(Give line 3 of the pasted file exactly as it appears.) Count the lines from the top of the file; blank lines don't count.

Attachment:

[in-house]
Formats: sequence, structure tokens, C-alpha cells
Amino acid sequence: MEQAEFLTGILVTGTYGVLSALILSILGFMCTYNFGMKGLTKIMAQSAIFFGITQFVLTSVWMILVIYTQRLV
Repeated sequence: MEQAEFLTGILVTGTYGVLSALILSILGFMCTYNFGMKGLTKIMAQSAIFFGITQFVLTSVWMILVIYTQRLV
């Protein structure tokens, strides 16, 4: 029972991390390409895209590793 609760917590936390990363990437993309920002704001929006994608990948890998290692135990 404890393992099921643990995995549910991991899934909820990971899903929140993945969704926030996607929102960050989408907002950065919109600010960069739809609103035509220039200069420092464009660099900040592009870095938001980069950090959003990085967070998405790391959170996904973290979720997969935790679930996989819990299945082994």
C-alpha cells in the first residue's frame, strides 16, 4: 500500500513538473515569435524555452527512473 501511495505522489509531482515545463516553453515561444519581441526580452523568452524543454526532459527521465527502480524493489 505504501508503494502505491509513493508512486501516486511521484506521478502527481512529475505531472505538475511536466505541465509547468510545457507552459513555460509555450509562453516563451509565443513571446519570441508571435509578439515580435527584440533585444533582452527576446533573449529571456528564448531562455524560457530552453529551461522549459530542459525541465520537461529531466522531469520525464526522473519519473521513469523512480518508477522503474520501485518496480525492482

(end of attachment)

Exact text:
Amino acid sequence: MEQAEFLTGILVTGTYGVLSALILSILGFMCTYNFGMKGLTKIMAQSAIFFGITQFVLTSVWMILVIYTQRLV